Given that much of McCormick Rd. is already a historic district and the Glen Allen Mill is recognized as historically significant – the Township can best preserve the farmhouse, its value, and the character of McCormick Rd. by considering its re-use or offering it for sale with the stipulation that its exterior be restored to period and subject to Historic Architectural Review Board (HARB) oversight. As the 2 acre creek side lot across McCormick Rd. contains the septic system for the farmhouse, it makes sense to include this lot in any sale so as to make up the approximate 3 acre minimum lot size required by current zoning. Estimated sale proceeds of $250,000+ can be used to fund further farm/park improvements or development a more suitable creek access point.

Yellow Breeches Creek Access

Access to the Yellow Breeches Creek is important to many area residents because of the scenic beauty, serenity, and recreation opportunities it provides. Yet many people are unaware the Yellow Breeches is a protected watercourse by the Commonwealth of Pennsylvania and Township Ordinance S 245-13.1.

Instead of considering creek access on the 2 acre lot across McCormick Rd. from the farmhouse, the Township is encouraged to work with the new owner of the 17 acre “Hobbs” parcel further down McCormick Rd. and consider acquiring a portion of this vacant tract. This tract extends to the Eastern end of McCormick Rd. and provides more creek frontage and better access and parking opportunities near the new bridge to York County on Lisburn Rd. This is the same area identified as “Scherich’s Fording” in the 1858 Map of Cumberland County.

The new owner is willing to work with Upper Allen Township on selling up to 7 acres to create a new access point if it can be done without compounding issues and traffic from the park at 500 McCormick Rd., while retaining mature trees and providing a suitable buffer.

McCormick Rd. – An Ideal Greenway

Many area residents know that McCormick Rd. is a beautiful place to walk, jog, bike, or take a scenic drive. The road meanders along the Yellow Breeches for 2.4 miles and features 12 historic buildings, 2 arched bridges over the creek, open space and many scenic views. The road will not be as beautiful or have the same character if it is ever widened and most McCormick Rd. lovers do not want to see this happen. Keeping McCormick Rd. walk and bike friendly is important and it is fortunate that the Upper Allen Farm property extends to Rt. 114 so that the main entrance to the farm/park can be from Rt. 114.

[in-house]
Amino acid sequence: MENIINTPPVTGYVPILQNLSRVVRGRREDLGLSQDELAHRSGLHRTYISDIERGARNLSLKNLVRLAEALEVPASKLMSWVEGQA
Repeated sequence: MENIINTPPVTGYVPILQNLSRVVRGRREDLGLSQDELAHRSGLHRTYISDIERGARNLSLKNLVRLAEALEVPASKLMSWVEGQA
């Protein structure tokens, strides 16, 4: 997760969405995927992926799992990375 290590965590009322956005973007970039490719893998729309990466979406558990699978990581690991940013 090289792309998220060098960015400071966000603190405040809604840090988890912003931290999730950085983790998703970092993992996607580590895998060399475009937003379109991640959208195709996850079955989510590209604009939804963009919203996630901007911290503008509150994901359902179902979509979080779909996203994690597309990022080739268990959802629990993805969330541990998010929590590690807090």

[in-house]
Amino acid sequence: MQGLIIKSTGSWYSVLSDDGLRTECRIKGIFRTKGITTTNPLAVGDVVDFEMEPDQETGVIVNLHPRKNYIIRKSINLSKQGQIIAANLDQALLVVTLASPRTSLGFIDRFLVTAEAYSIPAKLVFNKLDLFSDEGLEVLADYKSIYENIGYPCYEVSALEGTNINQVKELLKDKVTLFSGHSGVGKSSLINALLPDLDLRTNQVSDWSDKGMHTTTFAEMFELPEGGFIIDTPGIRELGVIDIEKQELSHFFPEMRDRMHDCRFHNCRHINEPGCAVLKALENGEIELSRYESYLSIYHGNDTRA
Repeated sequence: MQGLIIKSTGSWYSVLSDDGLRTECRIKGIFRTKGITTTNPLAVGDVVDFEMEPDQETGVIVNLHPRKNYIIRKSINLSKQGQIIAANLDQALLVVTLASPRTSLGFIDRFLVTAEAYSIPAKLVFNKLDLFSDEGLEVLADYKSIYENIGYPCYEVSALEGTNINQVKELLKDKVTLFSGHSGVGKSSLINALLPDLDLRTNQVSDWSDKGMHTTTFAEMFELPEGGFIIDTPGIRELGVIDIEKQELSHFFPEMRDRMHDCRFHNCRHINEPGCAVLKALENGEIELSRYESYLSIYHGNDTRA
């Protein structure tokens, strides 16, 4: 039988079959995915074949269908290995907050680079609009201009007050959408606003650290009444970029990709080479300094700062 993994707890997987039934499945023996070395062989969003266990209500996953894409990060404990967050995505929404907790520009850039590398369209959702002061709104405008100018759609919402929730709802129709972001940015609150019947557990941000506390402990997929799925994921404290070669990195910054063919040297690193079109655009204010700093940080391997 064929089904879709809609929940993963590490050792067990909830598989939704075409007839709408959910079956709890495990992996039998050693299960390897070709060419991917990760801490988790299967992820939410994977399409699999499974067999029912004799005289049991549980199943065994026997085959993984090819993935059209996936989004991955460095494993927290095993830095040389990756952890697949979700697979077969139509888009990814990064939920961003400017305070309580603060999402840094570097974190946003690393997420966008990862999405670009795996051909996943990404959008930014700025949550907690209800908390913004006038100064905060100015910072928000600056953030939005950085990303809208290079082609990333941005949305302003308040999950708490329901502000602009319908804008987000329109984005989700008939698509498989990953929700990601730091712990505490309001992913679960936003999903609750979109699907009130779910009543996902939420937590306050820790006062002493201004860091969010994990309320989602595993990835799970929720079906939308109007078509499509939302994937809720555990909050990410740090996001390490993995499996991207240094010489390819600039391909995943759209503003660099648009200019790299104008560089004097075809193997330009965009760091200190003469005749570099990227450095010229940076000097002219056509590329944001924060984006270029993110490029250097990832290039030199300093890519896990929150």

Traffic on McCormick Rd. is increasing nonetheless and many drivers are ignoring the 25 mph speed limit. There is a need for traffic enforcement, calming devices, speed limit reduction or, perhaps, a “One Way” designation. Another solution is to designate McCormick Rd. as a historic Greenway or Green Rt. and recognize and develop it as the walk and bike friendly link it already is between Lower Allen Community Park, Upper Allen Farm, 500 McCormick Rd. and (possibly) Simpson Park. A Greenway was suggested nearly 20 years ago in the 2002 Comprehensive Recreation & Open Space Plan and reiterated in the 2016 UAT Parks, Recreation & Open Space Plan (see Page 32); i.e. “Develop a master plan for a selected Greenway, preferably with a trail, as a pilot project”. Note that McCormick Dr. already connects with a trail to Lower Allen Community Park in Lisburn.

The close proximity of the 110 acre Lower Allen Community Park deserves special consideration because it makes sense for Upper Allen and Lower Allen to cooperate in planning the UAT farm/park and leveraging park resources where possible; ie, Lower Allen and West Shore REC will be affected by the closure of TELC – Upper Allen has a horse farm. Upper Allen may want/need another soccer field – Lower Allen has 6 of them at Lower Allen Community Park. Cooperation permits us to work together to create rewarding solutions.

A Cohesive Theme and Time Tested Design Principles

Language in the 2016 UAT Parks, Recreation & Open Space Plan suggests having a “theme” for each UAT park. The suggested theme for the Upper Allen farm/park is that it be “passive” and natural with historic / working farm on the McCormick Rd. side and become more traditional or even futuristic on the Rt. 114 side. From the past to the future or vice versa if a visitor enters the park from the Rt. 114 side.